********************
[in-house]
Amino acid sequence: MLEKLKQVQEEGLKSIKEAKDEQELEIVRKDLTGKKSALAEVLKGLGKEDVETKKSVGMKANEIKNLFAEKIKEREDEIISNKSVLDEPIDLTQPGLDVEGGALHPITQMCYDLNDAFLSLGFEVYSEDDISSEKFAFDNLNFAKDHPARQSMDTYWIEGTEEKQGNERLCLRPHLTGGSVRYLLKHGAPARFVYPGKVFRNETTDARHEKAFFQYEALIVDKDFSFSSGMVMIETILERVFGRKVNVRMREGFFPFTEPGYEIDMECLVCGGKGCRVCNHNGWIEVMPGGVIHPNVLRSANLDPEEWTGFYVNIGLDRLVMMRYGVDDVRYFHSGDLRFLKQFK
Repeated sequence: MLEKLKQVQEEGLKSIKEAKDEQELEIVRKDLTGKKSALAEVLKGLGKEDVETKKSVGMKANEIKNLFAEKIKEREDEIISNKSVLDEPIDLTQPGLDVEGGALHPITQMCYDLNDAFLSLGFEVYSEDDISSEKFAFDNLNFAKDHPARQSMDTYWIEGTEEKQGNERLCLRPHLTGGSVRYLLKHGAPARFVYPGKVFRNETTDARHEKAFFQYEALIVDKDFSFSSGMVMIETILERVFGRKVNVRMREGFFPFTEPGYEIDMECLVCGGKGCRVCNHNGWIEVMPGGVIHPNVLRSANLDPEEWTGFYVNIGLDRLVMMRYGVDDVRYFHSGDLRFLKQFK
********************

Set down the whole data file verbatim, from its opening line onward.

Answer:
[in-house]
Amino acid sequence: MLEKLKQVQEEGLKSIKEAKDEQELEIVRKDLTGKKSALAEVLKGLGKEDVETKKSVGMKANEIKNLFAEKIKEREDEIISNKSVLDEPIDLTQPGLDVEGGALHPITQMCYDLNDAFLSLGFEVYSEDDISSEKFAFDNLNFAKDHPARQSMDTYWIEGTEEKQGNERLCLRPHLTGGSVRYLLKHGAPARFVYPGKVFRNETTDARHEKAFFQYEALIVDKDFSFSSGMVMIETILERVFGRKVNVRMREGFFPFTEPGYEIDMECLVCGGKGCRVCNHNGWIEVMPGGVIHPNVLRSANLDPEEWTGFYVNIGLDRLVMMRYGVDDVRYFHSGDLRFLKQFK
Repeated sequence: MLEKLKQVQEEGLKSIKEAKDEQELEIVRKDLTGKKSALAEVLKGLGKEDVETKKSVGMKANEIKNLFAEKIKEREDEIISNKSVLDEPIDLTQPGLDVEGGALHPITQMCYDLNDAFLSLGFEVYSEDDISSEKFAFDNLNFAKDHPARQSMDTYWIEGTEEKQGNERLCLRPHLTGGSVRYLLKHGAPARFVYPGKVFRNETTDARHEKAFFQYEALIVDKDFSFSSGMVMIETILERVFGRKVNVRMREGFFPFTEPGYEIDMECLVCGGKGCRVCNHNGWIEVMPGGVIHPNVLRSANLDPEEWTGFYVNIGLDRLVMMRYGVDDVRYFHSGDLRFLKQFK